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Biosciences

The LMU-Harvard Young Scientists Forum 2013

Munich, 07/04/2013

This year‘s LMU-Harvard Young Scientists’ Forum (YSF), the fifth in the series, is hosted by LMU and takes place on 9 - 12 July. The Forum provides a platform for interdisciplinary discussions in the fields of protein research and the neurosciences. The overall goal of the YSF is to further strengthen academic and personal ties between the two universities. Over 50 junior researchers and established investigators will attend – mostly from LMU and Harvard University, but the Technische Universität München (TUM), the Helmholtz Center Munich and the Max Planck Institutes based in the city will also be represented. The Forum is held in alternate years at Harvard University in Cambridge (Mass.) and at LMU’s Center for Advanced Studies in Munich.

The Forum’s recurring theme is expressed in its motto: “From Molecules to Organisms”. This neatly captures the spirit of an event that brings graduate students and faculty in the fields of Chemistry and Pharmacy together with colleagues from the areas of Biology, Psychology and Medicine. All the findings reported at the Forum are based on the use of state-of-the-art methods in modern biosciences. In order to promote dialog between the various biological disciplines represented at the meeting, the studies on the program emphasize links between molecular and biochemical processes at the cellular level and their physiological integration to mediate aspects of behavior.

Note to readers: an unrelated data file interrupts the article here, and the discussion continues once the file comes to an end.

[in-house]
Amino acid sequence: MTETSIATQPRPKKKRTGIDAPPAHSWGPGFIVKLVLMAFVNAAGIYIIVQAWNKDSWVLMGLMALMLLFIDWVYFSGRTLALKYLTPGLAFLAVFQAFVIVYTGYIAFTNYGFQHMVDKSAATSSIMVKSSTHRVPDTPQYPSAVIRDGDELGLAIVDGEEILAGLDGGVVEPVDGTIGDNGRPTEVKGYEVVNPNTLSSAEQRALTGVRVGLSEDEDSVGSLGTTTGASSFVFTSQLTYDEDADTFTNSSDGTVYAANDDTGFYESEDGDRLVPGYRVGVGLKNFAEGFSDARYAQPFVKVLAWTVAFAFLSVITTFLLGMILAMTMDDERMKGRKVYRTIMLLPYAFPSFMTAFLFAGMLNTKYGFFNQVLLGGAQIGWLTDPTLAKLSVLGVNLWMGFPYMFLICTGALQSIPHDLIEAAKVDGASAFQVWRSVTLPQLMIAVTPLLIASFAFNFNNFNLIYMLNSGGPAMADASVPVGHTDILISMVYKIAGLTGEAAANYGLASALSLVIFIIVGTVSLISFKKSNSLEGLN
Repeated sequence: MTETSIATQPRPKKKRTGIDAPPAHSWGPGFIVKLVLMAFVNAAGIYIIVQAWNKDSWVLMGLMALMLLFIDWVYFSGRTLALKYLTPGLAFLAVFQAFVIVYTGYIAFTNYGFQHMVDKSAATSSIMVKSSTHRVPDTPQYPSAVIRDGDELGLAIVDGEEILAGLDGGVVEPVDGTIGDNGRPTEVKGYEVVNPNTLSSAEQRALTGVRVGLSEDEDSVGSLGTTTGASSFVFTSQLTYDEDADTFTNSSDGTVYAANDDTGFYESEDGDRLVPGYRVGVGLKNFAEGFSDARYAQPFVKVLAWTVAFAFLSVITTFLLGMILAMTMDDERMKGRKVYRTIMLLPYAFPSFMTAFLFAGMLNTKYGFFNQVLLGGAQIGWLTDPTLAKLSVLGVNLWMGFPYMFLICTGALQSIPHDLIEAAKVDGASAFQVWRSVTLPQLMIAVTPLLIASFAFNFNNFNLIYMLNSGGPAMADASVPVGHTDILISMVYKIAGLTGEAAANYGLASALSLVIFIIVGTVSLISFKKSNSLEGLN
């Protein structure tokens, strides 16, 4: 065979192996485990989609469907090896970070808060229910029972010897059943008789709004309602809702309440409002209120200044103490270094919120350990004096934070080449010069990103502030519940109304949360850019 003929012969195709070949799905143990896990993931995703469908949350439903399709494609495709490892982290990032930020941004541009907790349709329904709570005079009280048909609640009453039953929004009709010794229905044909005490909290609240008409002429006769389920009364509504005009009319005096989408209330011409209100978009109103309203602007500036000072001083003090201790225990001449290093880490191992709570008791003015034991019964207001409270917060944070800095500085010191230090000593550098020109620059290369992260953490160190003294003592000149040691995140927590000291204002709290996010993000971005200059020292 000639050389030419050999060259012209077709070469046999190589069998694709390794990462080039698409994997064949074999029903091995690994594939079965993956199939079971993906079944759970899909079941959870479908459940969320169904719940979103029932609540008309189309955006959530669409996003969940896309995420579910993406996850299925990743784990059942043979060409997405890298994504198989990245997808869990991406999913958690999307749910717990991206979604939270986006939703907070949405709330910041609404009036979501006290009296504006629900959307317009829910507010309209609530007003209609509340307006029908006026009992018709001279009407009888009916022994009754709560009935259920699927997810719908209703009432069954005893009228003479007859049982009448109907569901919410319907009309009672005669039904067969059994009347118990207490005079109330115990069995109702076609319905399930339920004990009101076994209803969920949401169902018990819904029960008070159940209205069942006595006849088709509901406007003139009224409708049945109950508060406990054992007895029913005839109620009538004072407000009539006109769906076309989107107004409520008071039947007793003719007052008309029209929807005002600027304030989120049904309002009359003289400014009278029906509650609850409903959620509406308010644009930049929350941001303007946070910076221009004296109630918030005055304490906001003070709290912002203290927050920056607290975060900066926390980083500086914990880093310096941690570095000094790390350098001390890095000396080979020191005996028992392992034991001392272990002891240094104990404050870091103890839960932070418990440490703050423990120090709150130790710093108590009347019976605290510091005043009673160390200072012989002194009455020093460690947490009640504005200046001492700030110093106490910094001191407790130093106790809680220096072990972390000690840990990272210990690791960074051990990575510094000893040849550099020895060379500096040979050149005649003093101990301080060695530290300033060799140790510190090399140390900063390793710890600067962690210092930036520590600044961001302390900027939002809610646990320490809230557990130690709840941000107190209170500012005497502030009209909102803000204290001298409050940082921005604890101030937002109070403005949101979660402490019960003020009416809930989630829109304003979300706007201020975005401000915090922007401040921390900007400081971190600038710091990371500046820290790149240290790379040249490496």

The event includes a number of thematically organized workshops in which selected PhD students and postdocs from LMU and Harvard University present their current projects. In the ensuing discussions with their peers and with experienced senior faculty, they will undoubtedly receive stimulating suggestions and useful tips for the future course of their research.

Six Faculty Lectures, given by leading researchers from both universities, will deal with specific questions at the forefront of Protein Science and Neurobiology. Among other matters, these lectures highlight new optogenetic methods that allow for targeted optical control of enzyme activity – and with it neuronal activity. The use of these techniques to elucidate the pathogenesis of Alzheimer’s disease and map the functional anatomy of neuronal circuits will be discussed. Other applications that help to clarify how sensory information is encoded and processed, and how activity-dependent changes in neuronal connections mediate learning and give rise to behavioral patterns, will also be considered.

The Faculty Lectures are open to other interested parties. As the number of places available is limited, those who wish to attend are kindly asked to register in advance.

Contact:
Prof. Dr. Oliver Behrend (scientific inquiries)
Munich Center for Neurosciences
Phone: +49 (0)89-2180-74363
Email: o.behrend@lmu.de

Simone Glasl (organizational matters)
International Affairs
Tel.: +49 (0) 89 / 2180 - 3972
Email: simone.glasl@lmu.de

 

 

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